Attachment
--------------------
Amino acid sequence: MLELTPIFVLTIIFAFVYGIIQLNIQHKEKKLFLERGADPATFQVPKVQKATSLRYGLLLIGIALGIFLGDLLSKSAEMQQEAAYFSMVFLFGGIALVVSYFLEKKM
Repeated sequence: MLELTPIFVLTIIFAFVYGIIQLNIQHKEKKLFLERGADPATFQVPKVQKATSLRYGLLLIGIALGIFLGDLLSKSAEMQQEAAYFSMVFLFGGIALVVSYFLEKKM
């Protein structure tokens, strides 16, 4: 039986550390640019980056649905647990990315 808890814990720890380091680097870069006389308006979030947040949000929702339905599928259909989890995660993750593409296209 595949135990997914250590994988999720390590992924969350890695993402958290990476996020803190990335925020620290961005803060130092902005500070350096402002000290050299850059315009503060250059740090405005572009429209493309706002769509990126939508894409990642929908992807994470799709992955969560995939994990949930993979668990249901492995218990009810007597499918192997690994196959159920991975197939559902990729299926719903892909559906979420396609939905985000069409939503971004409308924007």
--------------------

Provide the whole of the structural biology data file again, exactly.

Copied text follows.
Amino acid sequence: MLELTPIFVLTIIFAFVYGIIQLNIQHKEKKLFLERGADPATFQVPKVQKATSLRYGLLLIGIALGIFLGDLLSKSAEMQQEAAYFSMVFLFGGIALVVSYFLEKKM
Repeated sequence: MLELTPIFVLTIIFAFVYGIIQLNIQHKEKKLFLERGADPATFQVPKVQKATSLRYGLLLIGIALGIFLGDLLSKSAEMQQEAAYFSMVFLFGGIALVVSYFLEKKM
């Protein structure tokens, strides 16, 4: 039986550390640019980056649905647990990315 808890814990720890380091680097870069006389308006979030947040949000929702339905599928259909989890995660993750593409296209 595949135990997914250590994988999720390590992924969350890695993402958290990476996020803190990335925020620290961005803060130092902005500070350096402002000290050299850059315009503060250059740090405005572009429209493309706002769509990126939508894409990642929908992807994470799709992955969560995939994990949930993979668990249901492995218990009810007597499918192997690994196959159920991975197939559902990729299926719903892909559906979420396609939905985000069409939503971004409308924007």